When you look head on in a mirror, is the image you see a familiar one? Unless you have others around you blocking your body, it should be you in the mirror. However, there are times we doubt what we see. The image seems distorted, or you don’t look like you remember, or the mirror seems wavy. Often, in our professional lives, our self-image is tied to our careers, our last job, our businesses, our contracts, our contacts, our financial and spending abilities, our years of experience and so on and so on. So, when those situations change, our mirrored reflection can seem to alter as well, become wavy even. It appears distorted and we begin to doubt everything from our looks to our physical existence. We begin to question whether we’re looking as “tight” as we are used to looking. “Is my hair alright?”, “My tie crooked?”, “My makeup smeared?”, “Do I still seem confident, successful, in charge, in control?” “If I don’t recognize me, will anybody else?”
It is human nature not to trust what you can’t see. Many, if not most of us, would be challenged to wake up blind one day. You’ve dressed yourself since you were 5 years old, but take away the ability to see what we are putting on or to see if we’ve captured the buttons correctly, well we’d be self-conscious all day. We are the same way when our jobs or our businesses are removed. Many of us know who we are because we see the job, or the home we purchased because of that job, or the car we are driving for the same reason; if that’s taken away, we are left stumbling. Like a person in the dark, even when someone is directing us down the path, we have a hard time trusting our feet, trusting the path, or trusting a voice giving us direction.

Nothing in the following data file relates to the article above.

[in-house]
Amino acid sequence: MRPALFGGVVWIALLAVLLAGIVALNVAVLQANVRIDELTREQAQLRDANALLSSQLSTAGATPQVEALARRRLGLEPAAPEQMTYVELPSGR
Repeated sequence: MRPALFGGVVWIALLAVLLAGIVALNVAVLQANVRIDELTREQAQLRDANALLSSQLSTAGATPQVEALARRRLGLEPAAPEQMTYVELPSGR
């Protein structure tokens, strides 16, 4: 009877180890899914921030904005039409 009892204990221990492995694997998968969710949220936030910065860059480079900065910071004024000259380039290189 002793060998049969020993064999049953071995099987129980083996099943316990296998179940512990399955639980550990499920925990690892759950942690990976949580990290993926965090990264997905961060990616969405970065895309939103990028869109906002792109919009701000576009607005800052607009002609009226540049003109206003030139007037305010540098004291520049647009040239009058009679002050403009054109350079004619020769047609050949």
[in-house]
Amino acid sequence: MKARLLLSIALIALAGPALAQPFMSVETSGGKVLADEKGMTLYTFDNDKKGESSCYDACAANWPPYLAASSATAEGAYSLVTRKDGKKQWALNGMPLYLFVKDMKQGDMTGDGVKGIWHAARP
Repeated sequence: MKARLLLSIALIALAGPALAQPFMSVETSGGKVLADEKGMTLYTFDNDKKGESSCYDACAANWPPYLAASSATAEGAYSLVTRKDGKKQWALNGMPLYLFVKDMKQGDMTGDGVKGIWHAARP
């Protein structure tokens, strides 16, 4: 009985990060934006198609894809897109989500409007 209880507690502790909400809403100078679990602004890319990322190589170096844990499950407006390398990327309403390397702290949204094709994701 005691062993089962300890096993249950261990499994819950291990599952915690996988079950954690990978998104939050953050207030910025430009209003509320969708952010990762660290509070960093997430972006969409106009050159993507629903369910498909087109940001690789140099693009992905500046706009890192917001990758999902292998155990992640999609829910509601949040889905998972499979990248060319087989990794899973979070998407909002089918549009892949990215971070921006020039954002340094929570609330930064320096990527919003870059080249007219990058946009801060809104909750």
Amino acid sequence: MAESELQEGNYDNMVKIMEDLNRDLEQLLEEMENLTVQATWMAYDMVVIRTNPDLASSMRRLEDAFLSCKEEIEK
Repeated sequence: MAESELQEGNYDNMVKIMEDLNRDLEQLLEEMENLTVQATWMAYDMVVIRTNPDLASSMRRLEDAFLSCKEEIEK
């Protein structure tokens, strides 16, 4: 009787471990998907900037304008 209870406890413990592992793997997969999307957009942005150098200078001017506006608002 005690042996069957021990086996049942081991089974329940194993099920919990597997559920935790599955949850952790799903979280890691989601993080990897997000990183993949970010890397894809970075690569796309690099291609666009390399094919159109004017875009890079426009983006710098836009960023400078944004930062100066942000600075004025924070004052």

It is with this wavy image of ourselves that many of us enter the job search. We’re often not sure how job opportunities in the market mesh with us. Frequently we don’t know how we’ll make ends meet with the money being offered by companies. Additionally, we’re not sure how we’re going to relate to or be perceived by friends and family with a new job title if it is not what you or anyone else thinks it should be. Some of us have to take a “demotion” to work back up to a promotion. Some of us have to change industries completely to ensure career and financial security. Some of us have to get another job while we own our own business, just to keep our dream alive. These deviations from what we consider our normal can again affect the image we see of ourselves.
Well the truth is, just like the wavy reflection in the mirror doesn’t change the person who is in the straight reflection, the type of job you get will probably not change who you really are. If you are a team lead, you will always be a team lead. If you are a process thinker, you will always be a process thinker. If you are artistic, if you are a math whiz, if you are a motivator; nothing can or will change that. The mirror doesn’t create the identity; it just helps with the perception of it. If you close your eyes right now and believe that your features haven’t changed, your heart hasn’t changed and your passion hasn’t changed, then also believe that in that new job or role, you are still you. And if you are stuck in your current job, desperately waiting for your next career opportunity, you are still you. And if you are currently not working (and that “current” has stretched on more than you are comfortable with), you are still you. And if you are working in a job that you did not expect to have to show up at your high school reunion in, you are still you. Know that if you decide, “to heck with working for someone else, I’m going to work for me”, you will still be you!
If we begin to hold on to that one constant- our title, job, industry, or situation does not define you, then amidst an incredibly inconsistent world the wavy mirror won’t set us back or even stop us from using a better mirror to see ourselves.
Tanya Taylor Dingle, JD
Chief Strategy Officer
M³ & Co. Global